Alan Whitehead MP

Member of Parliament for Southampton Test

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Britain’s now forty-four year membership of the EU has brought with it many advantages. It has had a substantial hand in underpinning the prosperity the UK has generally seen since we joined. It has brought many advantages and protections to its citizens such as protecting workers rights through agreements that limit the hours people can work, provide protection in the workplace and enshrine the right to maternity leave in law.

It has been of immense benefit to environmental regulation and actions in the UK, with joint working on protection for a European environment where issues with pollution and climate change don’t respect national boundaries. And for those with longer memories about Europe’s history of bloody internal conflict, it has brought not only peace and security to much of a continent, but promoted countries positively working together for the good of that continent as well.

So I find it very difficult in the EU debate to give full and equal weight to the arguments and counter-arguments swirling around as we approach the in/out referendum, which, let’s be clear, would result in an irrevocable exit from the EU, and Britain standing alone in the world, supported by whatever number of individual trade deals we could cobble together after exit had been completed.

When we look at the fact that 44% of UK trade is with the EU and is supported by current access without tariffs to a single market of 500 million people, it is difficult to imagine that exit could result in anything less than a prolonged period of economic chaos, uncertainty and a probable long term loss of GDP.

At the very best, exit might be followed by extraordinary generosity on the part of the club we had just left, who might just admit the UK back to some of the advantages in the single market and other deals that we have benefitted from in our years of membership. But even then, it is not conceivable that this would be done without requiring the UK to adhere to the rules of the single market as well: in which case we would have achieved – what? Having to impose rules on our economy without any participation in drawing up those rules? Don’t we want a seat at the table?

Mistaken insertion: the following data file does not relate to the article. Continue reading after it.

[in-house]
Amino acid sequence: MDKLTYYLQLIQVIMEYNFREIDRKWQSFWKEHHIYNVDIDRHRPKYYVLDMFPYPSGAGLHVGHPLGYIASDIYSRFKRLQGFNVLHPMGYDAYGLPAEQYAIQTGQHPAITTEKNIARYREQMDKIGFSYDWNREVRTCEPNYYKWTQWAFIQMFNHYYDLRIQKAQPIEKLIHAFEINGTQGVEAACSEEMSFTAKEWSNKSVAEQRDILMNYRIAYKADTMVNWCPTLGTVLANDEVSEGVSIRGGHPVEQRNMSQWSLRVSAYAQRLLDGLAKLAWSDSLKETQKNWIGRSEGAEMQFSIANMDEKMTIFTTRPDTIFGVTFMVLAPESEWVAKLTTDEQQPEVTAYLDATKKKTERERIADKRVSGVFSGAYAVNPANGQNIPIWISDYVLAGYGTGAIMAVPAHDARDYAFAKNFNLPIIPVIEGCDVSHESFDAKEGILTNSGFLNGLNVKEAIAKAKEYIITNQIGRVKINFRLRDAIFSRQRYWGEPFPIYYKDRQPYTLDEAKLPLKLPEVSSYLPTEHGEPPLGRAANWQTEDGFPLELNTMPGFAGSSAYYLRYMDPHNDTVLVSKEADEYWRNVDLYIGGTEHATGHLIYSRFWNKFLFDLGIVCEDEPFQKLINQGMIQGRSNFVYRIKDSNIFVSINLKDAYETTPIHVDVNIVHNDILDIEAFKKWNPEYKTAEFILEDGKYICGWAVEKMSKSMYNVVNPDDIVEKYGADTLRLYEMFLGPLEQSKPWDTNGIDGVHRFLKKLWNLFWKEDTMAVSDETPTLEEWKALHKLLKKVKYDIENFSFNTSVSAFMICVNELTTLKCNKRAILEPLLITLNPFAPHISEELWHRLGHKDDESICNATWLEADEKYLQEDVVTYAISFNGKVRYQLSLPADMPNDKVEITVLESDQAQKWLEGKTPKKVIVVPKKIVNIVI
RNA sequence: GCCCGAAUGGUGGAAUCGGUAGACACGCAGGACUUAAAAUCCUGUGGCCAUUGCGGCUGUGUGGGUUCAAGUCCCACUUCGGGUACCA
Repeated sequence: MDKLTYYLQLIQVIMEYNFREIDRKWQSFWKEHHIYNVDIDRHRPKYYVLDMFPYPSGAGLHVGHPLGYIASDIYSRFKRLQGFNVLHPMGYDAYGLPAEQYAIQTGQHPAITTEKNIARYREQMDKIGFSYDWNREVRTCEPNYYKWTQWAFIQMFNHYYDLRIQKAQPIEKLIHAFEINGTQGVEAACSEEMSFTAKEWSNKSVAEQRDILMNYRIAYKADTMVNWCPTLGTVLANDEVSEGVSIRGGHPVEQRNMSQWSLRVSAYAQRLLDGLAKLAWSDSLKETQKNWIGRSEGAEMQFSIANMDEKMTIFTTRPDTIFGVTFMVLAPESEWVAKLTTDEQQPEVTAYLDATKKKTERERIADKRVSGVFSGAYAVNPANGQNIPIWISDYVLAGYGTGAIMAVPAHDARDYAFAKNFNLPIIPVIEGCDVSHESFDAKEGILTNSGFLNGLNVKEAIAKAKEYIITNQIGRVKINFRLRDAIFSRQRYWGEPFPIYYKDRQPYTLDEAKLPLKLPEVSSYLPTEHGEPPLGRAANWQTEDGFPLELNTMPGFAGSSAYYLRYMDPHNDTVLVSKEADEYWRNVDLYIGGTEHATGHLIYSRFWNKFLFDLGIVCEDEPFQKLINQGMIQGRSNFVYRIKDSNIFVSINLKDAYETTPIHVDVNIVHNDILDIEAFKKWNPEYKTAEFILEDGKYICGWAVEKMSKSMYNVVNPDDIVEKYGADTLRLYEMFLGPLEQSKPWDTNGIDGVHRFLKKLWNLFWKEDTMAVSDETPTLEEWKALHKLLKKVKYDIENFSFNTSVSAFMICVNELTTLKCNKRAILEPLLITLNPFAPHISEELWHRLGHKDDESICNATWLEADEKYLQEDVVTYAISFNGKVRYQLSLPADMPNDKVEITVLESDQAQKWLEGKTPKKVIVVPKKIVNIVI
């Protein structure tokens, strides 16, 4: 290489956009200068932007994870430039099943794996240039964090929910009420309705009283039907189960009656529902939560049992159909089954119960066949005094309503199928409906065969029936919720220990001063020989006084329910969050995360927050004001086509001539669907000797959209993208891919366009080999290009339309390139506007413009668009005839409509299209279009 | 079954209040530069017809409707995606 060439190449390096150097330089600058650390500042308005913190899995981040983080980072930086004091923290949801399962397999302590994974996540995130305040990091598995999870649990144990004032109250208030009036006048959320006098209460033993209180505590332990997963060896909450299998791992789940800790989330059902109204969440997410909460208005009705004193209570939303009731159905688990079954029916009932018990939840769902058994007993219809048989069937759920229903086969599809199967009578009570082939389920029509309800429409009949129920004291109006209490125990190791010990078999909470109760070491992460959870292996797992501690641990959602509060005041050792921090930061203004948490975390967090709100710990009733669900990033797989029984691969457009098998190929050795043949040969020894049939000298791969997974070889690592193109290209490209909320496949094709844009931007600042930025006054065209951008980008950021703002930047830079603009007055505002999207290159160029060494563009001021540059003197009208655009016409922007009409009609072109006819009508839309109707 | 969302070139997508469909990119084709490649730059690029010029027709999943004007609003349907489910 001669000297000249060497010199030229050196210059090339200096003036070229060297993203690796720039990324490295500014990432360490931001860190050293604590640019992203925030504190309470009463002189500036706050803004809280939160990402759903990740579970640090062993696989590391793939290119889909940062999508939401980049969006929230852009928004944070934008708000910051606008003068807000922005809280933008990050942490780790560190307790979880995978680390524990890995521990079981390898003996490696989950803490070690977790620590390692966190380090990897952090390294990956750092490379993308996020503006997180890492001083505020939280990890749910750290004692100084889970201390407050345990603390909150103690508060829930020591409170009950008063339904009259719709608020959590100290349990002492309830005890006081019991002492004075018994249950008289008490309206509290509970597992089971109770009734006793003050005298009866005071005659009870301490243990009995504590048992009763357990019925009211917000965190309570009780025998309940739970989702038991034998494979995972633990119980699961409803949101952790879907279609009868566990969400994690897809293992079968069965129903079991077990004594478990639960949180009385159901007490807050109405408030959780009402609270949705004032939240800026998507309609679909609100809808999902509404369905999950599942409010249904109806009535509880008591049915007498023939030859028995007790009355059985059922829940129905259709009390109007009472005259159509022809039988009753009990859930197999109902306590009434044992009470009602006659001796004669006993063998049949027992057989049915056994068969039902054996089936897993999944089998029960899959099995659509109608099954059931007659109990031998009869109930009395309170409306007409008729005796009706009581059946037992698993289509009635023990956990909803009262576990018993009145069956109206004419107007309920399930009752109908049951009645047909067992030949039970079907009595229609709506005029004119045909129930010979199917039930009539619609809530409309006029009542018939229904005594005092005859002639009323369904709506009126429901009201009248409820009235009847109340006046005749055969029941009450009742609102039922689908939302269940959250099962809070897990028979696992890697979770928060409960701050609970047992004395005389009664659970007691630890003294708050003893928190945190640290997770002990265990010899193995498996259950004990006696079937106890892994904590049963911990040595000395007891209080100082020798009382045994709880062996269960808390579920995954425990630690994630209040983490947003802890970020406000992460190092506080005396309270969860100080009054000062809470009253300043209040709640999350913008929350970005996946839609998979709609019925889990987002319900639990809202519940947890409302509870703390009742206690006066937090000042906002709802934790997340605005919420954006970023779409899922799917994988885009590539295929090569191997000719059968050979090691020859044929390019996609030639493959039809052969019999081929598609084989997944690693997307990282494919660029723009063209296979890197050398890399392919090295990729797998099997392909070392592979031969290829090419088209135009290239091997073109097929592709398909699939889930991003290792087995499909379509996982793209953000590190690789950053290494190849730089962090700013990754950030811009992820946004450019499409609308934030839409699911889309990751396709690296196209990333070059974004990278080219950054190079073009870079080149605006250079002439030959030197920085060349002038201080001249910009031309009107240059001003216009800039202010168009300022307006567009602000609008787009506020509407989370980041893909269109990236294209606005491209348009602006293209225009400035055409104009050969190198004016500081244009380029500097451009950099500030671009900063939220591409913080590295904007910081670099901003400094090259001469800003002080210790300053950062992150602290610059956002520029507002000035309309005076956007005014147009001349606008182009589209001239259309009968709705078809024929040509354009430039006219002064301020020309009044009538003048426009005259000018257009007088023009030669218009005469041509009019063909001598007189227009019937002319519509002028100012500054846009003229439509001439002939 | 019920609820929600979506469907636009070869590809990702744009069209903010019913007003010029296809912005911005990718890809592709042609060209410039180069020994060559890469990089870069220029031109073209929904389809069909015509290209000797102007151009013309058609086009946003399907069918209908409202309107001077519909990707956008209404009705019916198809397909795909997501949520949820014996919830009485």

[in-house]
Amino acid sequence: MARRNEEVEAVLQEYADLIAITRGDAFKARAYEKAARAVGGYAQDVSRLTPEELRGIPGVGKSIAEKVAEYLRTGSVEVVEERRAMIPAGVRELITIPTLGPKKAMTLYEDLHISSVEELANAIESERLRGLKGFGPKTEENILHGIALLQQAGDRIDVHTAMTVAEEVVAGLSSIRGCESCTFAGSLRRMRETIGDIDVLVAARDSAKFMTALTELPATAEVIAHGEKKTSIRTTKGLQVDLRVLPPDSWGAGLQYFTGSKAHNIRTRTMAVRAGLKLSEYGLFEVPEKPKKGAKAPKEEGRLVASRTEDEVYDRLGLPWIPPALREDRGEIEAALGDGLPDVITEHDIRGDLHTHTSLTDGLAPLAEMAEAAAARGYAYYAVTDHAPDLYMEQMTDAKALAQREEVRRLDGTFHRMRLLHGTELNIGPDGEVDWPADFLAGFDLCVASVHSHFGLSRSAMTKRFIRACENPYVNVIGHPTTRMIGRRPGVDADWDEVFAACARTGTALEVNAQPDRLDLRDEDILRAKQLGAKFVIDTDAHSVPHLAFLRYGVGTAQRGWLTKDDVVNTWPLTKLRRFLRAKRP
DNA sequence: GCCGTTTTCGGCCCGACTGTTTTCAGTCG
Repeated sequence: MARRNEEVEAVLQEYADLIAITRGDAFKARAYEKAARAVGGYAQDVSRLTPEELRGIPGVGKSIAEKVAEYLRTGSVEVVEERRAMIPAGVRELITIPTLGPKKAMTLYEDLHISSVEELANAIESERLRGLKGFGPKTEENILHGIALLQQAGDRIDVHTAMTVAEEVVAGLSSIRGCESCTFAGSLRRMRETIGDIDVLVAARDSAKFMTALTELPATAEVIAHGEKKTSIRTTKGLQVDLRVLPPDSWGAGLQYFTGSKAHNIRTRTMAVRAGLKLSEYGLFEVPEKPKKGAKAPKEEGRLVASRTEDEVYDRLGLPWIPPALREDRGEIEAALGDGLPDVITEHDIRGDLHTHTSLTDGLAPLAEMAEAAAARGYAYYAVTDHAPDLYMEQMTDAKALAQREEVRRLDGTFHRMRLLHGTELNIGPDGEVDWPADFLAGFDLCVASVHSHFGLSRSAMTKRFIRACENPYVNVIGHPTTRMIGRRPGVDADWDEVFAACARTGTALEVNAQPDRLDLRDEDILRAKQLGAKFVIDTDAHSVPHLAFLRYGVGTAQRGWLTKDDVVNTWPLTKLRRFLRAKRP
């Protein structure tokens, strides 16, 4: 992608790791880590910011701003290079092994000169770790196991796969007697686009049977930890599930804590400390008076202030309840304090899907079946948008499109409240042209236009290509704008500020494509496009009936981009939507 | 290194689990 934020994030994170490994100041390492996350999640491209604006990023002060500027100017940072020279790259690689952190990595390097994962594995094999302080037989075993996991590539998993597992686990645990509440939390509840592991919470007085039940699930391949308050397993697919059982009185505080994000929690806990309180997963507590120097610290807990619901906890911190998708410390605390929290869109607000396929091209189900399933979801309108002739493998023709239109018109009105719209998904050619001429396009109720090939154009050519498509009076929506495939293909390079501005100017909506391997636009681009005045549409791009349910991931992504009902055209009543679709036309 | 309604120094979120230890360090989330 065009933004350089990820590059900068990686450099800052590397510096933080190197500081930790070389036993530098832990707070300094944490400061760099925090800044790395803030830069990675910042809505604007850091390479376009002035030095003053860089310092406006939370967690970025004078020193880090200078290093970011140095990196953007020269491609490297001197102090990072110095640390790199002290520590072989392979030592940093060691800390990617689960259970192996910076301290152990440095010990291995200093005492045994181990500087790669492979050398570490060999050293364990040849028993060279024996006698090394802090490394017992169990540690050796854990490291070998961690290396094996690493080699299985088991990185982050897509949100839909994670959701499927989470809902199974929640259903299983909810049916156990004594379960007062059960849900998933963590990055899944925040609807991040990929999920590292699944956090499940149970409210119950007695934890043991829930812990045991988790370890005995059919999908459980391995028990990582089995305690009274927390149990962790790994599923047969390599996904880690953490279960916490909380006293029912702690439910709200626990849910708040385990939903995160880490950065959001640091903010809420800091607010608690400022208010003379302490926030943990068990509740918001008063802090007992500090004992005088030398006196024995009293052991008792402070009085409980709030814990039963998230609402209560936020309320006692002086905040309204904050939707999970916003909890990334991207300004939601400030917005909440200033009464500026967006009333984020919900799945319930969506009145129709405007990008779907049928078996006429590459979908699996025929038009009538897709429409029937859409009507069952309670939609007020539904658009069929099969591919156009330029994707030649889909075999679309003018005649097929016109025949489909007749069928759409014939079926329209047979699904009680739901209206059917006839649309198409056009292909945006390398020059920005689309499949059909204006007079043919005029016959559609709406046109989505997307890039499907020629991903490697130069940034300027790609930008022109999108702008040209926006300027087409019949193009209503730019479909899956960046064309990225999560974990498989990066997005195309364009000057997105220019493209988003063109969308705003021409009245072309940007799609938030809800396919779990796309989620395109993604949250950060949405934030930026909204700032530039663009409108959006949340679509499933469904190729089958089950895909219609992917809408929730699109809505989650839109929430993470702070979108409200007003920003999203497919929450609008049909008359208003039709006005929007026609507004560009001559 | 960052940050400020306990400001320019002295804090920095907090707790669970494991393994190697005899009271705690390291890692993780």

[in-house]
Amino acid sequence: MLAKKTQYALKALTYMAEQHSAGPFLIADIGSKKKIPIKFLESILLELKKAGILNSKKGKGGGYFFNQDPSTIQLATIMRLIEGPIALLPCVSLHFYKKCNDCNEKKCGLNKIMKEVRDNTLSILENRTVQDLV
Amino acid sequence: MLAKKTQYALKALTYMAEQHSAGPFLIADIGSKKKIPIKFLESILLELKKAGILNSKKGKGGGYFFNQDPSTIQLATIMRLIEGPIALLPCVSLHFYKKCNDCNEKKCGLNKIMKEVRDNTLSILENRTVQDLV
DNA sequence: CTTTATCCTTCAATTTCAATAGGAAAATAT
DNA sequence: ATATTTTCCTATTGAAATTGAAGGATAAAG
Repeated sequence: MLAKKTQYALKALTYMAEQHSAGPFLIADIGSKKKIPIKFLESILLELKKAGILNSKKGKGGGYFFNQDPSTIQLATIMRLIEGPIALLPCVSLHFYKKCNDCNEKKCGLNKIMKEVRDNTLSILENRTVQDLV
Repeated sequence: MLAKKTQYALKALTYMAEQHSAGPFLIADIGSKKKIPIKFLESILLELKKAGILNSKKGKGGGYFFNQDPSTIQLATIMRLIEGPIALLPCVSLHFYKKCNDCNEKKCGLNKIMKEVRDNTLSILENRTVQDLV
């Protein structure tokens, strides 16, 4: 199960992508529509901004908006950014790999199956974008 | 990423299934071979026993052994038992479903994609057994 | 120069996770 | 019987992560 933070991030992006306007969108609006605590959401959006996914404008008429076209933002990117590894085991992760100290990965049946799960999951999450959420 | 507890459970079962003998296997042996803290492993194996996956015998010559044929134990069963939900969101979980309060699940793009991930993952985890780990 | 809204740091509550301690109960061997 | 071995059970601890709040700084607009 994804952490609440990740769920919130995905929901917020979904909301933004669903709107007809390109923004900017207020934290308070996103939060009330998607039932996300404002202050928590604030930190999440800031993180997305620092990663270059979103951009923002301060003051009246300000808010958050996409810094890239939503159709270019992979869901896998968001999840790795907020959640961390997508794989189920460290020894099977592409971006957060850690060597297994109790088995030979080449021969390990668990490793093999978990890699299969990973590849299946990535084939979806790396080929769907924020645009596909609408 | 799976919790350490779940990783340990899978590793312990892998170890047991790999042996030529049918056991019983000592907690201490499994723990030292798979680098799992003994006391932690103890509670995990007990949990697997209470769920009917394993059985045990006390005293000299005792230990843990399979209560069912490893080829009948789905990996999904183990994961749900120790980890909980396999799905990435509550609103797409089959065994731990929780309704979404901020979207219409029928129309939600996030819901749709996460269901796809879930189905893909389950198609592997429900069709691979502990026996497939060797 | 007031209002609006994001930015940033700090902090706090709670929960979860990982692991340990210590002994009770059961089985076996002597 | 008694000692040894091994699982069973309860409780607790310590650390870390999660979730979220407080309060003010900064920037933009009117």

The argument for leaving seems to be that: yes we might have a diminished and insecure economy, but at least we’d be able to make all our own laws. We’d be a truly ‘sovereign’ state again. But even then we have to look at the reality of our supposed ‘loss’ of sovereignty in the EU.

Most of Britain’s laws are not affected by areas of claimed EU competence. The minority that are within EU remit are subject to general directives which the U.K play a strong role in shaping and which give the final options about how to place the general guidance into law into the hands of individual member states. Many of these areas are about issues we might well want to have some common and supportive joint approaches on – like environmental matters, counter-terrorism measures, joint negotiations with international bodies and suchlike. The bottom line is what weight might be given to a theoretical full ‘sovereignty’ against a host of other advantages that come our way from pooling a little of it for good common purposes, and about which we have strong negotiating arrangements.

This is indeed perhaps an area in which the EU does need some further reform, to ensure that joint decisions really do take account of the circumstances of all member states, but it is not a ‘take-bat- home’ issue: it is something that can be sorted out better by being around the table to do it. To cast ourselves permanently away from that table and throw everything else away in the process because we’re a bit unhappy about some of the ways some practices in the EU currently work would be a grievous and self-inflicted wound on our future as a European nation.